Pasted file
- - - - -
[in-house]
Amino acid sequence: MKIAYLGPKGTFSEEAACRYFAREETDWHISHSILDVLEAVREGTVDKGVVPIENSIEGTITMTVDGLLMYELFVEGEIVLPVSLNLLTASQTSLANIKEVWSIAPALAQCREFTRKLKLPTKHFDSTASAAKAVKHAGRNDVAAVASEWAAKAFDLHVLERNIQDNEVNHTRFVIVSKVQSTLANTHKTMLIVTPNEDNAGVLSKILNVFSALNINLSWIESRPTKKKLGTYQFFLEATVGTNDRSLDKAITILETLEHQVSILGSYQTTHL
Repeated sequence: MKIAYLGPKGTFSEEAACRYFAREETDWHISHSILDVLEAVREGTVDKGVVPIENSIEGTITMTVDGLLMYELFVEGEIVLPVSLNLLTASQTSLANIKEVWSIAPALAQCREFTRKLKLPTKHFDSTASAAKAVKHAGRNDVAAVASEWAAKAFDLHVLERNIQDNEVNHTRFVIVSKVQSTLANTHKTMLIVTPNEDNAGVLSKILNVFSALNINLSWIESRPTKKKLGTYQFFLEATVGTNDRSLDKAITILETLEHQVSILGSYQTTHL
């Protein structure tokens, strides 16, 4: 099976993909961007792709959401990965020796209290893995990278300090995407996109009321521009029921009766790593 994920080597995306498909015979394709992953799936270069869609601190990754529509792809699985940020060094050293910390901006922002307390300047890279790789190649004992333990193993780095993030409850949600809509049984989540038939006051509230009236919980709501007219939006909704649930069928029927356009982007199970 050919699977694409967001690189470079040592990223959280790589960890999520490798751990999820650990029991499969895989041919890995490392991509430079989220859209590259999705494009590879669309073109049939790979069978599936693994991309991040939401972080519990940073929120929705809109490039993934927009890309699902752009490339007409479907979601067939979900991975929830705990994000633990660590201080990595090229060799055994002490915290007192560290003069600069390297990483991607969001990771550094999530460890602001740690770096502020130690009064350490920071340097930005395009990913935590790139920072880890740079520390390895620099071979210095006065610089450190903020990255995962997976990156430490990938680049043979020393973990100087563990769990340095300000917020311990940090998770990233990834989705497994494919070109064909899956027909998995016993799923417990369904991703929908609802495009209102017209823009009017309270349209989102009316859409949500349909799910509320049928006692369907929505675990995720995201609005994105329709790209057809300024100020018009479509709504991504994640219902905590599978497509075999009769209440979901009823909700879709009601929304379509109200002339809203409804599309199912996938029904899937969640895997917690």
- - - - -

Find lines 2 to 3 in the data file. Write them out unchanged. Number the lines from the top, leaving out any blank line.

Amino acid sequence: MKIAYLGPKGTFSEEAACRYFAREETDWHISHSILDVLEAVREGTVDKGVVPIENSIEGTITMTVDGLLMYELFVEGEIVLPVSLNLLTASQTSLANIKEVWSIAPALAQCREFTRKLKLPTKHFDSTASAAKAVKHAGRNDVAAVASEWAAKAFDLHVLERNIQDNEVNHTRFVIVSKVQSTLANTHKTMLIVTPNEDNAGVLSKILNVFSALNINLSWIESRPTKKKLGTYQFFLEATVGTNDRSLDKAITILETLEHQVSILGSYQTTHL
Repeated sequence: MKIAYLGPKGTFSEEAACRYFAREETDWHISHSILDVLEAVREGTVDKGVVPIENSIEGTITMTVDGLLMYELFVEGEIVLPVSLNLLTASQTSLANIKEVWSIAPALAQCREFTRKLKLPTKHFDSTASAAKAVKHAGRNDVAAVASEWAAKAFDLHVLERNIQDNEVNHTRFVIVSKVQSTLANTHKTMLIVTPNEDNAGVLSKILNVFSALNINLSWIESRPTKKKLGTYQFFLEATVGTNDRSLDKAITILETLEHQVSILGSYQTTHL